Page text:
Once upon a time Legends and ruins of Rawalpindi

rawlpindiAncient buildings have been made commercial plazas and those left are in dilapidated condition as no serious attempt was ever made to preserve this cultural heritage.

Haveli of the Raja of Poonch in Namakmandi was pulled down a few years ago for construction of new shops. Nirankari sect of the Sikhs originated in Rawalpindi, but unfortunately upper storey of the Nirankari Darbar, their headquarters, has been without a roof for years.

Once upon a time, Bagh Sardaran housed Hardit Sigh Library and a “Janj Ghar” to accommodate marriages of Sikh community. Today, office of a special branch of the Intelligence Bureau, Punjab, and many other shabby structures have occupied historical grounds of this Bagh.

In the narrow streets of Bhabra Bazaar stands once majestic haveli of Rai Bahadur Sujan Singh. Built in 1893, walls of this haveli have started developing cracks. It was residence and a museum of art objects belonging to Sujan Singh family. All that is left of the building are empty rooms, in which various government offices have been set. It has been a camp for Kashmiri refugees.

There was a plan to transform it into Dr AQ Khan Science College for Girls, but it was changed for various reasons. Physical condition of the haveli is bad while its all electric fittings and decorative items were pulled out and sold by the Kashmiri refugees.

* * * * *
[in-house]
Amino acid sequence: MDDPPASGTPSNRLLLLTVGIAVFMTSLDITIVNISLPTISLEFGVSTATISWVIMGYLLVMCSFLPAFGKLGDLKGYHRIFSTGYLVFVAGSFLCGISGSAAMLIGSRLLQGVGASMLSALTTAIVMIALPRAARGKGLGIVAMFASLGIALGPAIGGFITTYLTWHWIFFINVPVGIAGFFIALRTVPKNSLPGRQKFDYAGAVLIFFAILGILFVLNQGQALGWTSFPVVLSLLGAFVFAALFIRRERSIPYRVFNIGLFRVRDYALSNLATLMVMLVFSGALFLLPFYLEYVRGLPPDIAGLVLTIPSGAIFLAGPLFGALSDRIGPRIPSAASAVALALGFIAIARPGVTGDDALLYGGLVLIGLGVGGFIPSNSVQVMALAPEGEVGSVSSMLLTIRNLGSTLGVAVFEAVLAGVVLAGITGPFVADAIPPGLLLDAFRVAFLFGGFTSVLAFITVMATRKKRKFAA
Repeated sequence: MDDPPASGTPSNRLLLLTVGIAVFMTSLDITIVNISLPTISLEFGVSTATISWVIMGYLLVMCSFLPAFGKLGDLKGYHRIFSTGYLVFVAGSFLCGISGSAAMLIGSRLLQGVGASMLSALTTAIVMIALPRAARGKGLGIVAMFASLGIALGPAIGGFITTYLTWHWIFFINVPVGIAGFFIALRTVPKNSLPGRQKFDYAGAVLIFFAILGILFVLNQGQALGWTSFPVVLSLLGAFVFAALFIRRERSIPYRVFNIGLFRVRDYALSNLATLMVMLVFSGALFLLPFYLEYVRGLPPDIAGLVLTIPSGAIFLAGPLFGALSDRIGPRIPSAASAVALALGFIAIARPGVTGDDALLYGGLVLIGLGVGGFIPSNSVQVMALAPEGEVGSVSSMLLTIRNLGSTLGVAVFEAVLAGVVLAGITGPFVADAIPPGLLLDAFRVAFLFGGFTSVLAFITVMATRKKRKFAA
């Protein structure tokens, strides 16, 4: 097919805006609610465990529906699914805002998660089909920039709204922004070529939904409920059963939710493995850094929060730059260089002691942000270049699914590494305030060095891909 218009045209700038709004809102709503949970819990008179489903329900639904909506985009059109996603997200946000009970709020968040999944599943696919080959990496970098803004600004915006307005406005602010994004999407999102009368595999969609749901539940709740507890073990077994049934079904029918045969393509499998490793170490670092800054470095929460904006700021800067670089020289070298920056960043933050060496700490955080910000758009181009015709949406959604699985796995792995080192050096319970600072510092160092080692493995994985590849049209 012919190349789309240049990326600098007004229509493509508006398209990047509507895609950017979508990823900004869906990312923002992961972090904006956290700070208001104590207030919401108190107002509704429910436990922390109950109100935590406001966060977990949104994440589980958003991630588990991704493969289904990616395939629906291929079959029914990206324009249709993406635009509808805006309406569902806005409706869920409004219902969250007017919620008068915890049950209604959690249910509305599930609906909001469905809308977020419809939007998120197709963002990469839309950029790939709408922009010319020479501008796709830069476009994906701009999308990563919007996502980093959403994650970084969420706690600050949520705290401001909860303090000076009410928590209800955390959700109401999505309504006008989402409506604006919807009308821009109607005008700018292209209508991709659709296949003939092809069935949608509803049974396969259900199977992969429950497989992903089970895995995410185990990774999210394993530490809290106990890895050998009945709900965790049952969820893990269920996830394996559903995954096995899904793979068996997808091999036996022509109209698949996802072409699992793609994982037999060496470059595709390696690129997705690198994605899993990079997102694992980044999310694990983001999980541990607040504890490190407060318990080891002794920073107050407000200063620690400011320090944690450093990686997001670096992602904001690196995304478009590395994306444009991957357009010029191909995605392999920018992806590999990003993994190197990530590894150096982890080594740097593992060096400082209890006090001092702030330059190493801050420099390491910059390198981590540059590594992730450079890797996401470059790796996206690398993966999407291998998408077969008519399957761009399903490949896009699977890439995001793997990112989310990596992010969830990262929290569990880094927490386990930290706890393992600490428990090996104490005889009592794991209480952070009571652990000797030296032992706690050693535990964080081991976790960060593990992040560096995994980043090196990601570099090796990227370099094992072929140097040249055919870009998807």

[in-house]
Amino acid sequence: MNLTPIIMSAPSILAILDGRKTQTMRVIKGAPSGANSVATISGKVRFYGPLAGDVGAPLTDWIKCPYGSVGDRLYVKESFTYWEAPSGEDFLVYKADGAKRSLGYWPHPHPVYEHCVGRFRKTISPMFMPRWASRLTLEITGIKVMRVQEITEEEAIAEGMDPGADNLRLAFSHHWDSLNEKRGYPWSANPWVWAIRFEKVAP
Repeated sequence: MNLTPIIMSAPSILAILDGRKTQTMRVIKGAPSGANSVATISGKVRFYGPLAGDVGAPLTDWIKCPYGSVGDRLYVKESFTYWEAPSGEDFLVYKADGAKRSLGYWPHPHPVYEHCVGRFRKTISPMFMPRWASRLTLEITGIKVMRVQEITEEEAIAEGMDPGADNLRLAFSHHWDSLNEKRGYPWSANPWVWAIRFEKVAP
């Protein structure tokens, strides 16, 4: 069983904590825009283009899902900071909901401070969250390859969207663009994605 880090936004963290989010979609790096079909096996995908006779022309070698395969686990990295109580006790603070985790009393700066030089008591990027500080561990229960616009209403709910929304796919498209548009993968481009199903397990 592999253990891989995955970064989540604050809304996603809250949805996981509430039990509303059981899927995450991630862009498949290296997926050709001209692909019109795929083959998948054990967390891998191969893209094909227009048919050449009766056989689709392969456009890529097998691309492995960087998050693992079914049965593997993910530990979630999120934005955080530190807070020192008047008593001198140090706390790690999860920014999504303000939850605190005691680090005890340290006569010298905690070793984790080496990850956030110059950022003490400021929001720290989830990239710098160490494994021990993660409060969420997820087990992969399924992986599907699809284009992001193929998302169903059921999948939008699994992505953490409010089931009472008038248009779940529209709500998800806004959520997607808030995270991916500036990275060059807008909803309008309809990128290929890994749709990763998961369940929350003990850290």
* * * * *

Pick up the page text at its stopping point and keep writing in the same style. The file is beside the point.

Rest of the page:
Areas like Purana Qila, Bhabra Bazaar, Lalkurti, Banni and parts of inner Saddar were centre of old buildings but t of them have now been made into multi-storey plazas or shopping malls.

Some dilapidated old houses that stood in these areas are example of artistic works of masons of the past. Their beautiful construction and woodwork survived the test of time.

“Not only the government, but non-government organisations also pay no heed to these buildings, which are deteriorating rapidly may disappear,” said Iqbal Bali, a human rights activist.

He said pressure groups should intervene to preserve cultural heritage as they did in Lahore to preserve The Mall and Karachi to protect well-known streets.

Rawal Town Tehsil Municipal Administration gave notices for vacation of some old houses because of their oldness instead of renovating and protecting them.

City District Nazim Raja Javed Ikhas said he was aware of the situation but maintain of these buildings was a costly project, for which the city government lacked funds.

Iftikhar Nazir, a senior journalist, said the process of “demolish-and-rebuild” was part of the construction industry to gain monitory gains. “There is no doubt that owners of old houses have the right to decide life of the buildings they possess. No law can rob them of this right,” he said.

He said huge funds were set aside in the West to preserve ancient buildings and promote tourism.

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